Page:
Our Prime Minister, Tony Blair, used to play guitar in a band called Ugly Rumours. Any chance of you inviting him on stage to jam on "No More Mr Nice Guy" or, perhaps more appropriately, "Why Trust You"?
Peter Trustram, Chertsey

I've got to be honest with you: I like Tony Blair. I'm a very big Tony Blair fan. I'm not going to get political, but I think he did the right thing. I would invite him on stage anytime - but he'd have to wear make-up.

I understand that you are a devoted father. If so, why do you pretend to behead your daughter on stage?
Tom Hanmer, London

Well, I don't really behead her. She plays Britney Spears at the time. Anybody on my stage that is playing a character realises they are playing a character. So when my daughter is playing Britney, she realises that everybody out there wants to see Alice Cooper behead Britney. It's actually very painless. My daughter is an actress. On stage, I don't look at her as my daughter - she's an actress and that's it.

Why have you got a girl's name?
Sam Granger, Hertford

The oldest question of all time. Originally, it was to annoy every parent in the whole world. It worked. Now I think when you hear Alice Cooper, nobody associates it with a girl's name. You will probably see more guys in this generation called Alice. I'm sure some were conceived during Alice Cooper concerts - or certainly during Alice Cooper albums.

We know all about your teenage angst. But what makes you angsty now?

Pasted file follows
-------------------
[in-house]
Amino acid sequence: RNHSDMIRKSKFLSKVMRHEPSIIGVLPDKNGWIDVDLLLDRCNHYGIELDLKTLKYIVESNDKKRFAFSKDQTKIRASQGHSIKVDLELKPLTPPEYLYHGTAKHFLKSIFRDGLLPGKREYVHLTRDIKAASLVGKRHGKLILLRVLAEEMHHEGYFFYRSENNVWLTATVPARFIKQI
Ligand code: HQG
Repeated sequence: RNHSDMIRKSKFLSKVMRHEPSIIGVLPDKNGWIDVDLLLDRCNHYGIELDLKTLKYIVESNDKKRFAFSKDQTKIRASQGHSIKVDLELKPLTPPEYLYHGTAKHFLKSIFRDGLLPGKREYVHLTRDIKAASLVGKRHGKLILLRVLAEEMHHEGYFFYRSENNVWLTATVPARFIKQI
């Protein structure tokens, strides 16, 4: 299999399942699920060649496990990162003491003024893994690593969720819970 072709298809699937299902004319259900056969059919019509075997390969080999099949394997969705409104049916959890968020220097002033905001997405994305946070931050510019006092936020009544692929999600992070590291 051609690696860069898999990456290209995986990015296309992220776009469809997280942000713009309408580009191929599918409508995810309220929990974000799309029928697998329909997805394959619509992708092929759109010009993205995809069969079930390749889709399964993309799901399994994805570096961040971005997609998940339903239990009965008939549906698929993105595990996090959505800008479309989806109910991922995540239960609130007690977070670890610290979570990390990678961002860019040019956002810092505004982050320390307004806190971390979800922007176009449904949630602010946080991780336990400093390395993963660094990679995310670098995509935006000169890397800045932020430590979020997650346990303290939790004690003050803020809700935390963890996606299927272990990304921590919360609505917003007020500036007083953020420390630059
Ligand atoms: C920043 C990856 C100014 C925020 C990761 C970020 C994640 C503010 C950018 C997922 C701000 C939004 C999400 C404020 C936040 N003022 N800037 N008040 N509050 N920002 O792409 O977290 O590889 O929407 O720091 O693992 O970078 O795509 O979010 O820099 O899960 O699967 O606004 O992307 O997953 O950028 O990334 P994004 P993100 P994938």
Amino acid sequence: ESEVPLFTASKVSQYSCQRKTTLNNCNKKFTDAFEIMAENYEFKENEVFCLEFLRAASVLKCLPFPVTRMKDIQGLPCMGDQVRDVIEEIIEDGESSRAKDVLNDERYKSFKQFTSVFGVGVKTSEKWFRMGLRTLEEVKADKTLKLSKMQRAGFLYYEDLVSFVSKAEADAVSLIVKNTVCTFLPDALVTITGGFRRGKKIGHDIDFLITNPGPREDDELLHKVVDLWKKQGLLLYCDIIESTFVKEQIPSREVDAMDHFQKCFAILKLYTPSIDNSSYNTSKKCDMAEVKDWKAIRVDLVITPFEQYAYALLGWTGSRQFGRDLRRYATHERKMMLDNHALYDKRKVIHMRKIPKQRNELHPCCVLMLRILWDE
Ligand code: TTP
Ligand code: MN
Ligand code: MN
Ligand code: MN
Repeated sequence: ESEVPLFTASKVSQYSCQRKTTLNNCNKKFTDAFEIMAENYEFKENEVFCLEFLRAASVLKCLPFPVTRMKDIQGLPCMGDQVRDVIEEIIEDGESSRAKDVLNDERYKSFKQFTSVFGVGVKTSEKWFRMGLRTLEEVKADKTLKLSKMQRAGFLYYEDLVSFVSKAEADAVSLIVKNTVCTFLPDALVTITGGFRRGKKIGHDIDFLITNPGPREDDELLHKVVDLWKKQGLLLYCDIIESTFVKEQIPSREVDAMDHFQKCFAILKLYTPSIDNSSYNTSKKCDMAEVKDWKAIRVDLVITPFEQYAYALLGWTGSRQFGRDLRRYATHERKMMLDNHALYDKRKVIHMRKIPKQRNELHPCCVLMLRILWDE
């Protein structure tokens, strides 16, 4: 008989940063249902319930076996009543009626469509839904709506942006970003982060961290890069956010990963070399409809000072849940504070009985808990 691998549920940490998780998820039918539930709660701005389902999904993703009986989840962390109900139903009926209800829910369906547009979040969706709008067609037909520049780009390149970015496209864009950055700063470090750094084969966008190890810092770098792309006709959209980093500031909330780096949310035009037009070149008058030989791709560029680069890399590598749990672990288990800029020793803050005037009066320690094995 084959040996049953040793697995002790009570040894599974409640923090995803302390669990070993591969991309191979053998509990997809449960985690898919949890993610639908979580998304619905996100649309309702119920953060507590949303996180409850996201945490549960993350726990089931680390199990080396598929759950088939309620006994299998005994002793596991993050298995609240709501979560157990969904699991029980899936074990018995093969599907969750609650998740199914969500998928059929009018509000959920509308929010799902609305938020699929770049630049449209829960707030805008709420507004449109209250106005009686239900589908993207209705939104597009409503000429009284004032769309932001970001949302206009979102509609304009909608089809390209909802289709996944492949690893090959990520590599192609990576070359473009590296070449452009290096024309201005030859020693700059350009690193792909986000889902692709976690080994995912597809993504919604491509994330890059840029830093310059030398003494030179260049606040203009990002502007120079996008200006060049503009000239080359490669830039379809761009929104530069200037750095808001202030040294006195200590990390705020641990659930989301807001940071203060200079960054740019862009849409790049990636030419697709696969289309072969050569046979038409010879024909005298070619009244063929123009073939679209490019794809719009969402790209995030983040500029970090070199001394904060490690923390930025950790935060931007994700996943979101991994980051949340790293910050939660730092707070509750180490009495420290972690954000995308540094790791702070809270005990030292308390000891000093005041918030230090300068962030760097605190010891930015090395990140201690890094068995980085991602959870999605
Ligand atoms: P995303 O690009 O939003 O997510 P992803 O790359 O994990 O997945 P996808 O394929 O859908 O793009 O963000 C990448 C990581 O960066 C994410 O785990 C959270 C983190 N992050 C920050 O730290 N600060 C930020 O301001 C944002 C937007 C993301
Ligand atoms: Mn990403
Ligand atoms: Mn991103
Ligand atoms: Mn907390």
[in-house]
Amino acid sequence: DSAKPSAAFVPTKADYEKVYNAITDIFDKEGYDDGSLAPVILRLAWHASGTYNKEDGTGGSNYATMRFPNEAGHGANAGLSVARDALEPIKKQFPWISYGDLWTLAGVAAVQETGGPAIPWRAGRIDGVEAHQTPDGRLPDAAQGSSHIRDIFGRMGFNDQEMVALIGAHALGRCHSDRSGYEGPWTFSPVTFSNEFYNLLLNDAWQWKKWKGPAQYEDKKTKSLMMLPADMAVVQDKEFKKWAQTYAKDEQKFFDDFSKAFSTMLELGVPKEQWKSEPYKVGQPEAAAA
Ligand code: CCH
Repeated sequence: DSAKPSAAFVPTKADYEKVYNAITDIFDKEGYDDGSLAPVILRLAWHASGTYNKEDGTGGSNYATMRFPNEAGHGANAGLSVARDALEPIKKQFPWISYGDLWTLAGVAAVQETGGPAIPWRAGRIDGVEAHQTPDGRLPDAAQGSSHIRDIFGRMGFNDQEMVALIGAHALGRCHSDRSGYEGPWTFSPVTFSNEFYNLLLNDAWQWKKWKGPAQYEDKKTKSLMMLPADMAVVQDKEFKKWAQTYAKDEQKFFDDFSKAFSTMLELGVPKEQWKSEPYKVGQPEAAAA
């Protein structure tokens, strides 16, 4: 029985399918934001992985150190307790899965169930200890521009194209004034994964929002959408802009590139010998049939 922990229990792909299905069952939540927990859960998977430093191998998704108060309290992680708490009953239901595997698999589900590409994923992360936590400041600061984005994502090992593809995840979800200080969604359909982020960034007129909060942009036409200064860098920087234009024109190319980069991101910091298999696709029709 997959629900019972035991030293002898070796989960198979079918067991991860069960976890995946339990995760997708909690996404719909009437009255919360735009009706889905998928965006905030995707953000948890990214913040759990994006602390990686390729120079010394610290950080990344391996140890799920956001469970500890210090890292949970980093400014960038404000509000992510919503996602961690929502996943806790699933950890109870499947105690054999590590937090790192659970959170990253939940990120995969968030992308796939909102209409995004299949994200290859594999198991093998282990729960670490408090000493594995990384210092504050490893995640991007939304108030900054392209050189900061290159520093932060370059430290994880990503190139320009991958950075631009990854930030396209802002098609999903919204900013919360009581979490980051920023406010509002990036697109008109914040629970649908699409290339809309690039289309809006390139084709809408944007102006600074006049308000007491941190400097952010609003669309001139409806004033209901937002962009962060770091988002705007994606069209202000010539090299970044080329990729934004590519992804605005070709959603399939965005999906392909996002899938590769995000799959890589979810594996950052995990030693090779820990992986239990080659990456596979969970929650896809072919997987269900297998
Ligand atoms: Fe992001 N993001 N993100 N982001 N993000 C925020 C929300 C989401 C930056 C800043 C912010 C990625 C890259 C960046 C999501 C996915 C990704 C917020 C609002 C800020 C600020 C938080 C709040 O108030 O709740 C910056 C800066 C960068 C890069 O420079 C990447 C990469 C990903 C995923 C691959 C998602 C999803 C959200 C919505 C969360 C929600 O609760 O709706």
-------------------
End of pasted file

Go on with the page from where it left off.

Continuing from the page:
Donna Maxwell, Glasgow

I think all of us never grow out of a certain angst. All of us still feel alienated at times. We feel the whole world is against us, that we're loners. You think that once you're past your teenage years your angst is all gone. I don't believe that. I still get those feelings.

"Only the Good Die Young"? Discuss.
Barbara Shelford, Liverpool

I don't believe that. Only the reckless die young. I'm not saying that Jim Morrison or Keith Moon are bad, just that they treated themselves badly. Usually the good are so careful that they don't die young. I'd have been right there with them, if I hadn't got hold of myself 22 years ago. I was on that road too.

What are your fondest memories from the early days of Alice Cooper?
Gary Edwards, by e-mail

The fact that we were never supposed to make it, even to the front door, let alone open the door and take over. Having Number One records was an amazing miracle. We were in the right place, at the right time. We scratched an itch in rock'n'roll when it was getting boring. We provided something that was new, exciting and fun. Part of the fun was being the outcast. We were always shocking people. My fondest memory is when we were starving with the band - when we had to steal food to feed the band. Some people say they are the worst times. Well, when you are living in a big house - with all these cars - then you look back, and you say, "Those were the fondest times."

How do you feel about the rise of the manufactured "rock rebel" such as Avril Lavigne, or have rebels always been fake?
Steve Papper, Cheltenham

I don't think rebellion is fake. Once the rebel gets a recording contract, they get homogenised. You get blended in with the rest of the rock crew. All of a sudden, you are doing things you never thought you would be doing - like a television talk show. But they all start out as rebels.

Do you ever feel a bit silly when singing "I'm Eighteen" nowadays?
Neil Palmer, Haywards Heath

It would be silly if I was singing it, but Alice is timeless. Alice doesn't have an age. When Alice is on stage, he's not 55 like me. Alice is as vital now as he was in 1972.

Alice Cooper plays UK Civic Hall, Wolverhampton (3 July); Guildfest, Guildford (4 July); The Docks, Liverpool (6 July)